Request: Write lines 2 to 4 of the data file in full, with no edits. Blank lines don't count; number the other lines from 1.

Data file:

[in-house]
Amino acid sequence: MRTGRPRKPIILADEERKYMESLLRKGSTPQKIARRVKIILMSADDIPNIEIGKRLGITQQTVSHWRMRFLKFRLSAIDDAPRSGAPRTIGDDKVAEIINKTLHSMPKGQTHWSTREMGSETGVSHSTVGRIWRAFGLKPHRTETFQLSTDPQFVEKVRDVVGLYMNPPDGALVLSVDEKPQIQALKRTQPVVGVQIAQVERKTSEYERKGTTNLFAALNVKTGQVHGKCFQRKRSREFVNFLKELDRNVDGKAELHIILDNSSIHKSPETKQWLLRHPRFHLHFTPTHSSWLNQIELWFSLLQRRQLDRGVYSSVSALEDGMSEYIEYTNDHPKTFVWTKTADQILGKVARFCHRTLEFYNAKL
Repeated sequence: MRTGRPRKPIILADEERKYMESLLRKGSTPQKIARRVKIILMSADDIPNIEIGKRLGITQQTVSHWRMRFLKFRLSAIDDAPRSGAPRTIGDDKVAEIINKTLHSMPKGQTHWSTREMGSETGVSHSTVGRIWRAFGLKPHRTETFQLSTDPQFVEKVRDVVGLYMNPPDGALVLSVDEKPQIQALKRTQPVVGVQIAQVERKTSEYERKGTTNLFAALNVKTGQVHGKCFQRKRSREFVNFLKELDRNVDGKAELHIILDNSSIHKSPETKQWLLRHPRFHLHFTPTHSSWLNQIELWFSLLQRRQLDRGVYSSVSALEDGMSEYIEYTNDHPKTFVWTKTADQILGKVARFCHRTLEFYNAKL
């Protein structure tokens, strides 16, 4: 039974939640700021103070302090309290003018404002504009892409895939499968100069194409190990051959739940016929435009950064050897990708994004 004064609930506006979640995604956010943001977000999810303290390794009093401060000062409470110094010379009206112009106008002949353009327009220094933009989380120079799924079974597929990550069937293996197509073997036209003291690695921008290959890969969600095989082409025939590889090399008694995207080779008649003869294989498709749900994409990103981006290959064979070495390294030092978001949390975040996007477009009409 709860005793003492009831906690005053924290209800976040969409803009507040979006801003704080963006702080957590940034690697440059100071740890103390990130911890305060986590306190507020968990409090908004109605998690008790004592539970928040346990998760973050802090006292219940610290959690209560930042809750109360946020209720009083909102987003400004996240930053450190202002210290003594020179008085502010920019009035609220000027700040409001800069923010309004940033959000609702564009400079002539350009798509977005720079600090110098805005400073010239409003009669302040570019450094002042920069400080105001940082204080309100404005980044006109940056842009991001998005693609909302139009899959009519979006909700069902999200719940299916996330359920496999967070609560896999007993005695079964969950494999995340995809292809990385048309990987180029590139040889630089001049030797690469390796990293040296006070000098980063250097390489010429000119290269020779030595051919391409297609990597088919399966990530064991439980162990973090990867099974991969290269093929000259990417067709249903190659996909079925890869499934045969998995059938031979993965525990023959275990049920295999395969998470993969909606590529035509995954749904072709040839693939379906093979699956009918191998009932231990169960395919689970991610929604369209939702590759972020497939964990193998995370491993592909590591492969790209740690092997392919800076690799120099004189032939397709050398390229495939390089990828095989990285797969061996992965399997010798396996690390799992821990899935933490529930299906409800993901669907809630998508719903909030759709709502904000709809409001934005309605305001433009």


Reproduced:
Amino acid sequence: MRTGRPRKPIILADEERKYMESLLRKGSTPQKIARRVKIILMSADDIPNIEIGKRLGITQQTVSHWRMRFLKFRLSAIDDAPRSGAPRTIGDDKVAEIINKTLHSMPKGQTHWSTREMGSETGVSHSTVGRIWRAFGLKPHRTETFQLSTDPQFVEKVRDVVGLYMNPPDGALVLSVDEKPQIQALKRTQPVVGVQIAQVERKTSEYERKGTTNLFAALNVKTGQVHGKCFQRKRSREFVNFLKELDRNVDGKAELHIILDNSSIHKSPETKQWLLRHPRFHLHFTPTHSSWLNQIELWFSLLQRRQLDRGVYSSVSALEDGMSEYIEYTNDHPKTFVWTKTADQILGKVARFCHRTLEFYNAKL
Repeated sequence: MRTGRPRKPIILADEERKYMESLLRKGSTPQKIARRVKIILMSADDIPNIEIGKRLGITQQTVSHWRMRFLKFRLSAIDDAPRSGAPRTIGDDKVAEIINKTLHSMPKGQTHWSTREMGSETGVSHSTVGRIWRAFGLKPHRTETFQLSTDPQFVEKVRDVVGLYMNPPDGALVLSVDEKPQIQALKRTQPVVGVQIAQVERKTSEYERKGTTNLFAALNVKTGQVHGKCFQRKRSREFVNFLKELDRNVDGKAELHIILDNSSIHKSPETKQWLLRHPRFHLHFTPTHSSWLNQIELWFSLLQRRQLDRGVYSSVSALEDGMSEYIEYTNDHPKTFVWTKTADQILGKVARFCHRTLEFYNAKL
């Protein structure tokens, strides 16, 4: 039974939640700021103070302090309290003018404002504009892409895939499968100069194409190990051959739940016929435009950064050897990708994004 004064609930506006979640995604956010943001977000999810303290390794009093401060000062409470110094010379009206112009106008002949353009327009220094933009989380120079799924079974597929990550069937293996197509073997036209003291690695921008290959890969969600095989082409025939590889090399008694995207080779008649003869294989498709749900994409990103981006290959064979070495390294030092978001949390975040996007477009009409 709860005793003492009831906690005053924290209800976040969409803009507040979006801003704080963006702080957590940034690697440059100071740890103390990130911890305060986590306190507020968990409090908004109605998690008790004592539970928040346990998760973050802090006292219940610290959690209560930042809750109360946020209720009083909102987003400004996240930053450190202002210290003594020179008085502010920019009035609220000027700040409001800069923010309004940033959000609702564009400079002539350009798509977005720079600090110098805005400073010239409003009669302040570019450094002042920069400080105001940082204080309100404005980044006109940056842009991001998005693609909302139009899959009519979006909700069902999200719940299916996330359920496999967070609560896999007993005695079964969950494999995340995809292809990385048309990987180029590139040889630089001049030797690469390796990293040296006070000098980063250097390489010429000119290269020779030595051919391409297609990597088919399966990530064991439980162990973090990867099974991969290269093929000259990417067709249903190659996909079925890869499934045969998995059938031979993965525990023959275990049920295999395969998470993969909606590529035509995954749904072709040839693939379906093979699956009918191998009932231990169960395919689970991610929604369209939702590759972020497939964990193998995370491993592909590591492969790209740690092997392919800076690799120099004189032939397709050398390229495939390089990828095989990285797969061996992965399997010798396996690390799992821990899935933490529930299906409800993901669907809630998508719903909030759709709502904000709809409001934005309605305001433009």